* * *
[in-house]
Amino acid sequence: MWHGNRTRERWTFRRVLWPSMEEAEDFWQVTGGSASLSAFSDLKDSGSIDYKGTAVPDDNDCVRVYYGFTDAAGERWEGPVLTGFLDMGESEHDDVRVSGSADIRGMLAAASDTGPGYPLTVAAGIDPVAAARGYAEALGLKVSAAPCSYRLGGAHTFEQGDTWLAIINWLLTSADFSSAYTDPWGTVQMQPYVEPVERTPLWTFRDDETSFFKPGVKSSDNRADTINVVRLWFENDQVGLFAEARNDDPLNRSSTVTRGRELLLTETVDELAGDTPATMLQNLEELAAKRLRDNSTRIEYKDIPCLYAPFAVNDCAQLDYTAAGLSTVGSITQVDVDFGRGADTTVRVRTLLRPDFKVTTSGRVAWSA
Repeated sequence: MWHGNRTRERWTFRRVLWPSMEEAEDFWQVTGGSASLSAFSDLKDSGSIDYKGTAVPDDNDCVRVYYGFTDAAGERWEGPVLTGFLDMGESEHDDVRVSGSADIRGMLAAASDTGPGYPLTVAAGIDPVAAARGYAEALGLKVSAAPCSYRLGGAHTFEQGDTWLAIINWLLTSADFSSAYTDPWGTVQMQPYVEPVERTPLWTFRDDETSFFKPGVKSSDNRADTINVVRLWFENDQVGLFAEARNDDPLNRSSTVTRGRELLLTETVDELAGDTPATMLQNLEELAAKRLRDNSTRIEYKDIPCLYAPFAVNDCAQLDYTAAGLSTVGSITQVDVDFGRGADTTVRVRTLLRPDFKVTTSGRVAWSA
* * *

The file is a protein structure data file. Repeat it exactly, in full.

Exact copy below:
[in-house]
Amino acid sequence: MWHGNRTRERWTFRRVLWPSMEEAEDFWQVTGGSASLSAFSDLKDSGSIDYKGTAVPDDNDCVRVYYGFTDAAGERWEGPVLTGFLDMGESEHDDVRVSGSADIRGMLAAASDTGPGYPLTVAAGIDPVAAARGYAEALGLKVSAAPCSYRLGGAHTFEQGDTWLAIINWLLTSADFSSAYTDPWGTVQMQPYVEPVERTPLWTFRDDETSFFKPGVKSSDNRADTINVVRLWFENDQVGLFAEARNDDPLNRSSTVTRGRELLLTETVDELAGDTPATMLQNLEELAAKRLRDNSTRIEYKDIPCLYAPFAVNDCAQLDYTAAGLSTVGSITQVDVDFGRGADTTVRVRTLLRPDFKVTTSGRVAWSA
Repeated sequence: MWHGNRTRERWTFRRVLWPSMEEAEDFWQVTGGSASLSAFSDLKDSGSIDYKGTAVPDDNDCVRVYYGFTDAAGERWEGPVLTGFLDMGESEHDDVRVSGSADIRGMLAAASDTGPGYPLTVAAGIDPVAAARGYAEALGLKVSAAPCSYRLGGAHTFEQGDTWLAIINWLLTSADFSSAYTDPWGTVQMQPYVEPVERTPLWTFRDDETSFFKPGVKSSDNRADTINVVRLWFENDQVGLFAEARNDDPLNRSSTVTRGRELLLTETVDELAGDTPATMLQNLEELAAKRLRDNSTRIEYKDIPCLYAPFAVNDCAQLDYTAAGLSTVGSITQVDVDFGRGADTTVRVRTLLRPDFKVTTSGRVAWSA